Each trader has their set of unique reasons for investing. Some invest for long-term goals, while others are more focused on income. Some investors are willing to take on riskier assets for potentially higher gains, while others tread with caution.
With this in mind, traders can view their retirement account from their own lens as they make decisions about a trading strategy. Actively trading in a retirement account like an individual retirement account (IRA) comes with a different set of criteria than trading in a general account. That's why it's important for traders to aim to ensure the moves they make today don't risk putting their retirement income in jeopardy.
If a trader decides they want to trade stocks within their retirement account, there are a number of potential advantages and disadvantages to consider. Primarily, trades within accounts like IRAs or 401(k)s may benefit from tax advantages, and this strategy can be useful when rebalancing. However, traders should be aware that seemingly routine trades also have the potential to hamper portfolio performance and can be a riskier strategy.
Does risk tolerance decline with age?
Determining an appropriate risk tolerance level is a key part of figuring out whether or how a trader should be trading in their retirement account. Generally, risk tolerance is connected to a trader's investing horizon and tends to decline as they age. Some younger traders who have decades to allow their portfolios to weather market ups and downs might prefer more risk to try to pursue more return.
In contrast, traders approaching retirement who want their retirement accounts to provide income might gravitate toward a less risky portfolio to manage their funds with a more conservative approach. Traders must consider their own situation to determine their unique risk tolerance level when trading in a retirement account.
How to choose portfolio allocation
Once a trader has determined their risk level, they'll have a better sense of how much they might want to allocate to active trading in their retirement account and how much they should keep invested for the long term. In any circumstance, it's important for traders to re-evaluate their situation regularly.
More active trading may lead to more uncertainty in a portfolio, so traders who are comfortable taking on more risk might allocate a greater percentage of their portfolio to active trading than those who are more risk averse.
As with any portfolio, professional financial advisors often recommend having a healthy amount of diversification. Lumping everything into one investment is rarely a good idea. No matter how much a trader chooses to allocate to active trading, they should consider having ample emergency funds so they can attempt to avoid tapping into their retirement security funds early to meet unexpected expenses. But remember: Asset allocation and diversification don't eliminate the risk of experiencing investment losses.
Potential investment goals for trading in retirement accounts
Retirement accounts can offer tax advantages, which have the potential to bring savings advantages to investors making profitable trades. However, trading in a retirement account is not necessarily ideal for all investment goals.
Considering trading in your retirement account?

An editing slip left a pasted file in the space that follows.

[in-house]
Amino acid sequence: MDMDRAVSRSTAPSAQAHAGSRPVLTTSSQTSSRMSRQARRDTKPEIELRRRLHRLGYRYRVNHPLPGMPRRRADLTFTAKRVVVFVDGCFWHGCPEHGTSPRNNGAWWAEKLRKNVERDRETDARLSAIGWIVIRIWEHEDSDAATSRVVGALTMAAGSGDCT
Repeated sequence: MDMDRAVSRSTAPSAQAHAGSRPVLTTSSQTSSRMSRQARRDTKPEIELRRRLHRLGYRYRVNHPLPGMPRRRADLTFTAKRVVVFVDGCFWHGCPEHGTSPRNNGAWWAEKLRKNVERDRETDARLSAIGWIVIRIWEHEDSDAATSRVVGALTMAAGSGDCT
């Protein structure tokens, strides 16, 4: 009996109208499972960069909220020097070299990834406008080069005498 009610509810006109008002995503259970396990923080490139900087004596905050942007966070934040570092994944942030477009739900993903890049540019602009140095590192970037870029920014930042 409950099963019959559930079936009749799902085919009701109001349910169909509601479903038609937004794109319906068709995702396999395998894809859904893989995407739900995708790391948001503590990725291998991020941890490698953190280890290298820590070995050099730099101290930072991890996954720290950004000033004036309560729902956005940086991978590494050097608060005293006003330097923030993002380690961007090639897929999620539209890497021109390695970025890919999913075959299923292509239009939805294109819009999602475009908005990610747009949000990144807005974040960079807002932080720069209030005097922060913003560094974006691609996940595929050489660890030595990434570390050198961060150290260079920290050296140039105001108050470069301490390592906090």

Before a trader begins trading in their retirement account, they should make sure they understand the rules of the road. There are many different types of IRAs, each with different benefits and requirements, depending on their personal situation and financial goals.
Retirement accounts are generally not ideal for short-term goals like buying a car or saving for college expenses, because depending on the type of account, there are different rules for withdrawals, penalties, and distributions. With few exceptions, early withdrawals carry a penalty, which is why traders and investors need to understand the fine print before opening an account.
How do investment strategies change over time?
Trading in a retirement account does allow traders to respond to market conditions. However, it's also risky because buying and selling quickly could also lock in losses if emotions are a driving force.
As a trader's investment goals, time horizon, and risk tolerance levels change throughout life, they can reshape a trader's investment strategies, including how they approach trading in their retirement account.
Professional advisors recommend developing a plan for trading in a retirement account and a strategy for what to do during downturns. And, of course, traders should avoid making decisions based on emotional reactions to short-term market movements.
The information provided here is for general informational purposes only and is not intended to be a substitute for specific individualized tax, legal or investment planning advice. Where specific advice is necessary or appropriate, consult with a qualified tax advisor, CPA, financial planner, or investment manager.
Investing involves risk, including loss of principal.
Diversification strategies do not ensure a profit and do not protect against losses in declining markets.
The information here should not be considered an individualized recommendation or personalized investment advice. The type of securities and investment strategies mentioned may not be suitable for everyone. Each investor needs to review a security transaction for his or her own particular situation.
All expressions of opinion are subject to change without notice in reaction to shifting market conditions.0823-3JZC